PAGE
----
The Eighth Circuit upheld a lower court decision [PDF text; JURIST report] holding the 1982 ban on corporate farming unconstitutional because it violates the dormant commerce clause. As described by the appeals court, the ban "prohibits corporations or syndicates (non-family-owned limited partnerships) from acquiring an interest in 'real estate used for farming or ranching in [Nebraska]' or 'engag[ing] in farming or ranching,' with certain exceptions," and the appeals court found that this "discriminates against out-of-state entities both on its face and because of its discriminatory intent." In 2004, the Supreme Court refused to hear an appeal of a similar ruling from the Eighth Circuit declaring South Dakota's corporate farming law unconstitutional. AP has more.

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Annan urges cooperation in ending rights abuses of migrant workers
Jeannie Shawl on December 18, 2006 3:35 PM ET

[JURIST] UN Secretary General Kofi Annan has urged countries to sign and ratify the Convention on the Protection of the Rights of All Migrant Workers and Members of their Families [text] in order "to provide all migrants with the rights and protection they need and deserve." In a message [text] marking International Migrants Day [UN materials] Monday, Annan decried the "rising numbers of migrants [who] are being exploited and abused by smugglers and traffickers" and stressed the importance of safeguards found in the Migrant Workers Convention.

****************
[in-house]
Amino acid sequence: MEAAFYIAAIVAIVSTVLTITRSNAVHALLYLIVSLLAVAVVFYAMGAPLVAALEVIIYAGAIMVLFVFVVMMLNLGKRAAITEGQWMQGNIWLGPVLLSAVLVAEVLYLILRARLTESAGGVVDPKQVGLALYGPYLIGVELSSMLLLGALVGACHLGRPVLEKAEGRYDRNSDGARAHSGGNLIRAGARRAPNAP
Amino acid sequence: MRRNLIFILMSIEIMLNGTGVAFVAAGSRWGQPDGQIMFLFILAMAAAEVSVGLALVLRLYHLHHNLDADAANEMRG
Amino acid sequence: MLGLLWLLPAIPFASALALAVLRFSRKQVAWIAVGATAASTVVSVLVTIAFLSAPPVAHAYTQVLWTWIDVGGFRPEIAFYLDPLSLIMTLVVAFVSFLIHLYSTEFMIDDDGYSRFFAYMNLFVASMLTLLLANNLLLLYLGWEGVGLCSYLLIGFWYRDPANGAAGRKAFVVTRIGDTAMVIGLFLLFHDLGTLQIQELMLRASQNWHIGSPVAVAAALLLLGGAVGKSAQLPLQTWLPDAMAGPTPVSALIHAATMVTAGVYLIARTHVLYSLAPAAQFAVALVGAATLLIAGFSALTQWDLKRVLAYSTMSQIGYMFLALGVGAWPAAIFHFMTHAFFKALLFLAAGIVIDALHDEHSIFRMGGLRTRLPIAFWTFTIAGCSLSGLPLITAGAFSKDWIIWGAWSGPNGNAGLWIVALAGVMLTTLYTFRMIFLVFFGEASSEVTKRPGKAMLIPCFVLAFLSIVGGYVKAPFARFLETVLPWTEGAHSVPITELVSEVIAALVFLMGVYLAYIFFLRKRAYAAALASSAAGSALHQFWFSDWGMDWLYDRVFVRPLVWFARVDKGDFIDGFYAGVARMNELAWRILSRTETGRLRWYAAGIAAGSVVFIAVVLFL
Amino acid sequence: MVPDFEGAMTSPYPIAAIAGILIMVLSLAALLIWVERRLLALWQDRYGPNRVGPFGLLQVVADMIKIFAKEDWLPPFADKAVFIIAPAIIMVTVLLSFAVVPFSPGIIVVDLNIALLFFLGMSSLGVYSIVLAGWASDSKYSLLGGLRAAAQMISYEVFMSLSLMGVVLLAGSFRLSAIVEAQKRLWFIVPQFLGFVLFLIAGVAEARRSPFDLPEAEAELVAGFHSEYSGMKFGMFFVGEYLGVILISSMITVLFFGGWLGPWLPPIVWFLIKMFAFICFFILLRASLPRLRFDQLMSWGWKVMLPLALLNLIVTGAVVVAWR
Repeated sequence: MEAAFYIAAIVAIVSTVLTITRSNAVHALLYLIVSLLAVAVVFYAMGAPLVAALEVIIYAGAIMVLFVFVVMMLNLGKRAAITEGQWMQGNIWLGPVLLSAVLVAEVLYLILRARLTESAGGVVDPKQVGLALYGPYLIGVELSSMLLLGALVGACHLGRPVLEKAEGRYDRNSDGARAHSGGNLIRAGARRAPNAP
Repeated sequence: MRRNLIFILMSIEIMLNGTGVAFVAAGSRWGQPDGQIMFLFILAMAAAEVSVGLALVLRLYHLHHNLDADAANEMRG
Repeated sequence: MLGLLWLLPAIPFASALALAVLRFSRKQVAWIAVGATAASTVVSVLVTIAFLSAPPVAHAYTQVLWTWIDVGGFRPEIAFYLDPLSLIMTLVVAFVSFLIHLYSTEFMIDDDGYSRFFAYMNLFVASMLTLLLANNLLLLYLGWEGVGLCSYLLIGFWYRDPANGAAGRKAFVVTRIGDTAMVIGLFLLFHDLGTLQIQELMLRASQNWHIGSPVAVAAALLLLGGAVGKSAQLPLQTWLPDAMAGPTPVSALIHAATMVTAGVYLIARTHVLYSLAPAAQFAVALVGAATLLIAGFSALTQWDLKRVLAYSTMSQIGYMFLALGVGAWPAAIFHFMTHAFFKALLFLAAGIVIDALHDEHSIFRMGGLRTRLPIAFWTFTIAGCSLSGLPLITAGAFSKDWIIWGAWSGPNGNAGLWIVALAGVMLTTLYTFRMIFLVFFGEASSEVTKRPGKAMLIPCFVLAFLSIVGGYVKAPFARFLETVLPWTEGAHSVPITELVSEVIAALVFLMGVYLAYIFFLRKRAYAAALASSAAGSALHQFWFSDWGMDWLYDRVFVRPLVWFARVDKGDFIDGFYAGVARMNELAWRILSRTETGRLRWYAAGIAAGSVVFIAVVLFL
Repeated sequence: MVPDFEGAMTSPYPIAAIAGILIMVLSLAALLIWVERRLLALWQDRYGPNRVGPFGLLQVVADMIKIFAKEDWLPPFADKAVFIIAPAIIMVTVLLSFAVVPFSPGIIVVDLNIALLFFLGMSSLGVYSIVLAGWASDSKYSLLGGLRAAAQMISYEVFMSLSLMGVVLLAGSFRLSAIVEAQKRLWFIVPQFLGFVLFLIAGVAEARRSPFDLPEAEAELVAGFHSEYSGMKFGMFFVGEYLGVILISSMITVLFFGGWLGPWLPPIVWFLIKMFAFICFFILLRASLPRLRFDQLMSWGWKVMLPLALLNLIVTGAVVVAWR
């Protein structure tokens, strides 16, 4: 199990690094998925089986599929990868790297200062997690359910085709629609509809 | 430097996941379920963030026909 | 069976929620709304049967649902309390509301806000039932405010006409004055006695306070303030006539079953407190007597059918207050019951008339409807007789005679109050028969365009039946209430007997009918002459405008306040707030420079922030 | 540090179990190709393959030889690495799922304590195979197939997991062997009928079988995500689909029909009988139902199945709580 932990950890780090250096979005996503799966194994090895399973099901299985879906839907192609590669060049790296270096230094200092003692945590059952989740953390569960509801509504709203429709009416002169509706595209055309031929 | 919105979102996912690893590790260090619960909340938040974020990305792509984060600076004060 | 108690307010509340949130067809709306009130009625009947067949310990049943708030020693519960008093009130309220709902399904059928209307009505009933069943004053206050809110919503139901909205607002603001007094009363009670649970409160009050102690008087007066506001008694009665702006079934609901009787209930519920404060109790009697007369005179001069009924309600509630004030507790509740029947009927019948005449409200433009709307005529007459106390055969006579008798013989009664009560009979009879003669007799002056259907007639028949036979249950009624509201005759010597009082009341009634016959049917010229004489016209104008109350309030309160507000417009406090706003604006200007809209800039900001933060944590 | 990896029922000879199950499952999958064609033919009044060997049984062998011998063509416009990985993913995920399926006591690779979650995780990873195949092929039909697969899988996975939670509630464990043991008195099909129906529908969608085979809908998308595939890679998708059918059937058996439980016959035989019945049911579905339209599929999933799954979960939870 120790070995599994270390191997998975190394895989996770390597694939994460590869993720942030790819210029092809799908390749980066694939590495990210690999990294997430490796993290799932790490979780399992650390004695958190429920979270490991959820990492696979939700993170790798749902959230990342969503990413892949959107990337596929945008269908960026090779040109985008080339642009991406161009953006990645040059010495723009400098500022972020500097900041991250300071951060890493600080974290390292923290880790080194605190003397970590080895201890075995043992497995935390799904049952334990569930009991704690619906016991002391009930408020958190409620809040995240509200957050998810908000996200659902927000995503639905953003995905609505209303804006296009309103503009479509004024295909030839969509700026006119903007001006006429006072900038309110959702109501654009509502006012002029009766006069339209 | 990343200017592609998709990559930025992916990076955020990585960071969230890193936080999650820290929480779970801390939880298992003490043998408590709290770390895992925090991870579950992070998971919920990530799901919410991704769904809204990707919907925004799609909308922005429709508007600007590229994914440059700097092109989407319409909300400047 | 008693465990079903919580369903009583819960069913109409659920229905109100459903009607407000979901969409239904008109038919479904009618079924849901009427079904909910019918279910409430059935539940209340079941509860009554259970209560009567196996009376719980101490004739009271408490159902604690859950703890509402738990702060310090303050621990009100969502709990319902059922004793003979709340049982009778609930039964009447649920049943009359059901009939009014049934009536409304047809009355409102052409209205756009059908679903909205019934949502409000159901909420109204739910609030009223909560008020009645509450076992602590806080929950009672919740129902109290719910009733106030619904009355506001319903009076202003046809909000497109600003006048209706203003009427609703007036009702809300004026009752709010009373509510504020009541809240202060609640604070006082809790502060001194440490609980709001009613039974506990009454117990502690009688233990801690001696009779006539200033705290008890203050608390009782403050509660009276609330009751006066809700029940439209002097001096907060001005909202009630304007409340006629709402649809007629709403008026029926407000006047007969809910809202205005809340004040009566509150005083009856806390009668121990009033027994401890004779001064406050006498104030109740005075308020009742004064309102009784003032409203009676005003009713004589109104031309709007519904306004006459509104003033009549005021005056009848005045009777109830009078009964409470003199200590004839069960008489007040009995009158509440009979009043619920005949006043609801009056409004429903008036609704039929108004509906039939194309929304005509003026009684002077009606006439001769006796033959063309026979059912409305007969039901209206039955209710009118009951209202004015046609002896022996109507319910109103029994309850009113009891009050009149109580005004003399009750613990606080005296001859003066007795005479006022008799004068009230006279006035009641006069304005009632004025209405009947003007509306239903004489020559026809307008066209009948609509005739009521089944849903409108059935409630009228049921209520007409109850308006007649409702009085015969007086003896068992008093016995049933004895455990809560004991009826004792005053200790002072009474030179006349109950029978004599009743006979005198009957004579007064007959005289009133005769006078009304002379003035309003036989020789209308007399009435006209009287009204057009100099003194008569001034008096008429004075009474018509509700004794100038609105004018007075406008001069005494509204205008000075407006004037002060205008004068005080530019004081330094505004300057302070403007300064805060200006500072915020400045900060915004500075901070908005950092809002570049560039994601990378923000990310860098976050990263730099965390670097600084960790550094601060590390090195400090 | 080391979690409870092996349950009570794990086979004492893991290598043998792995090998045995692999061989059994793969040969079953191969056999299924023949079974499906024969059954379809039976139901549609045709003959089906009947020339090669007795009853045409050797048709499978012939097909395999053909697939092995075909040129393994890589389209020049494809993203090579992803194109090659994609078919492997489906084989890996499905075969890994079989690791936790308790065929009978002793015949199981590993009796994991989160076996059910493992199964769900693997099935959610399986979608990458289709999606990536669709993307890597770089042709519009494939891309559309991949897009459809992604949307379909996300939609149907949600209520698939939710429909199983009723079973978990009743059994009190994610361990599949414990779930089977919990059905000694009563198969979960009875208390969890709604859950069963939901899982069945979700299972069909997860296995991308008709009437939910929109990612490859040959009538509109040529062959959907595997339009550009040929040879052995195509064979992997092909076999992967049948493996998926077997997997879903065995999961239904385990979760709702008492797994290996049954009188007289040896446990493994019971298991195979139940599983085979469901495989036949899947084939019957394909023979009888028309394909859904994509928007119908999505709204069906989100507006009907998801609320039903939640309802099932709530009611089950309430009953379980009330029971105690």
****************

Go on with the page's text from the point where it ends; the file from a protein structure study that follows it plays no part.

UN High Commissioner for Human Rights Louise Arbour said in her own statement [text]:

The reality for many migrants is one of exploitation, exclusion, discrimination, abuse and violence amounting to widespread human rights violations. They frequently find themselves accepting dangerous or unhealthy employment with few avenues to seek redress when abuses occur.

Organized crime and smuggling networks target irregular migrants and lead them into such high-risk situations as perilous border crossings and trafficking. The news media is full of stories of migrants perishing at sea, suffocating in cargo holds or being subjected to rape and abuse while in transit.

This must change. We must spare no effort to eradicate human trafficking, protect those who may fall prey to smugglers and hold those profiting from human misery accountable for their crimes. We have to ensure that migrants enjoy the rights they are entitled to, regardless of their regular or irregular status. Migrants have the right not only to protection, but also to equal treatment and non-discrimination; to access to proper information so that migration will be the result of an informed choice; and to be integrated in receiving countries as opposed to excluded.
Saying the convention was built "to protect the human rights of migrants as a matter of duty, of justice and of dignity," Arbour called on all countries to "join our efforts to ensure that its provisions are implemented, so that each future commemoration of international migrants day will be an occasion to measure accelerating progress."Only 34 countries are currently party to the convention [OHCHR materials], which entered into force in 2003. The UN News Service has more.

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Israel high court overturns blanket Palestinian student entry ban
Jeannie Shawl on December 18, 2006 2:52 PM ET